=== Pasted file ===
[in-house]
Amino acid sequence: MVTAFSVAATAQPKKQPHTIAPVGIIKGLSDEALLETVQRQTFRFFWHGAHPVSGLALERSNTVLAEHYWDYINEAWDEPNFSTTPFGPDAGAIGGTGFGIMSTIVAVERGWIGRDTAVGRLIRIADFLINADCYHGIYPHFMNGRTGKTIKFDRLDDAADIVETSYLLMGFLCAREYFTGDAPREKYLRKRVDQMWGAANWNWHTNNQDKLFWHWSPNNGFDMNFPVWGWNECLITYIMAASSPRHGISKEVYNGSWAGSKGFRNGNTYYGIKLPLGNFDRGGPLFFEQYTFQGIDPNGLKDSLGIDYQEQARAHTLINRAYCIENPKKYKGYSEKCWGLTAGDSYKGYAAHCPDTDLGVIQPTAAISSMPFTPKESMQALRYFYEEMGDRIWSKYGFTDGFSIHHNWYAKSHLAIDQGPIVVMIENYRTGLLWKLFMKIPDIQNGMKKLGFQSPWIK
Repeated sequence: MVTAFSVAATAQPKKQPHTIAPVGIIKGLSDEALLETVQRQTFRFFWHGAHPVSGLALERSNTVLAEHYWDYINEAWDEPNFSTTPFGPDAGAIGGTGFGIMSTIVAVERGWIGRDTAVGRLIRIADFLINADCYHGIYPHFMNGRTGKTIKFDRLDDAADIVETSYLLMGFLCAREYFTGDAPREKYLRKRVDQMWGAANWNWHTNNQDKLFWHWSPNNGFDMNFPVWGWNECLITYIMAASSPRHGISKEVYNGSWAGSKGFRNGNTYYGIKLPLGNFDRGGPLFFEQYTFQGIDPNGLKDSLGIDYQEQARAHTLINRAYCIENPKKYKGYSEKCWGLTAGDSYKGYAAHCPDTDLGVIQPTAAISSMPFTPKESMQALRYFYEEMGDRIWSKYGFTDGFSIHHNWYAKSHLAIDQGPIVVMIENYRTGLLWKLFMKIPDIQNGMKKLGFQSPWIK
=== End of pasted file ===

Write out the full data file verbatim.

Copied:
[in-house]
Amino acid sequence: MVTAFSVAATAQPKKQPHTIAPVGIIKGLSDEALLETVQRQTFRFFWHGAHPVSGLALERSNTVLAEHYWDYINEAWDEPNFSTTPFGPDAGAIGGTGFGIMSTIVAVERGWIGRDTAVGRLIRIADFLINADCYHGIYPHFMNGRTGKTIKFDRLDDAADIVETSYLLMGFLCAREYFTGDAPREKYLRKRVDQMWGAANWNWHTNNQDKLFWHWSPNNGFDMNFPVWGWNECLITYIMAASSPRHGISKEVYNGSWAGSKGFRNGNTYYGIKLPLGNFDRGGPLFFEQYTFQGIDPNGLKDSLGIDYQEQARAHTLINRAYCIENPKKYKGYSEKCWGLTAGDSYKGYAAHCPDTDLGVIQPTAAISSMPFTPKESMQALRYFYEEMGDRIWSKYGFTDGFSIHHNWYAKSHLAIDQGPIVVMIENYRTGLLWKLFMKIPDIQNGMKKLGFQSPWIK
Repeated sequence: MVTAFSVAATAQPKKQPHTIAPVGIIKGLSDEALLETVQRQTFRFFWHGAHPVSGLALERSNTVLAEHYWDYINEAWDEPNFSTTPFGPDAGAIGGTGFGIMSTIVAVERGWIGRDTAVGRLIRIADFLINADCYHGIYPHFMNGRTGKTIKFDRLDDAADIVETSYLLMGFLCAREYFTGDAPREKYLRKRVDQMWGAANWNWHTNNQDKLFWHWSPNNGFDMNFPVWGWNECLITYIMAASSPRHGISKEVYNGSWAGSKGFRNGNTYYGIKLPLGNFDRGGPLFFEQYTFQGIDPNGLKDSLGIDYQEQARAHTLINRAYCIENPKKYKGYSEKCWGLTAGDSYKGYAAHCPDTDLGVIQPTAAISSMPFTPKESMQALRYFYEEMGDRIWSKYGFTDGFSIHHNWYAKSHLAIDQGPIVVMIENYRTGLLWKLFMKIPDIQNGMKKLGFQSPWIK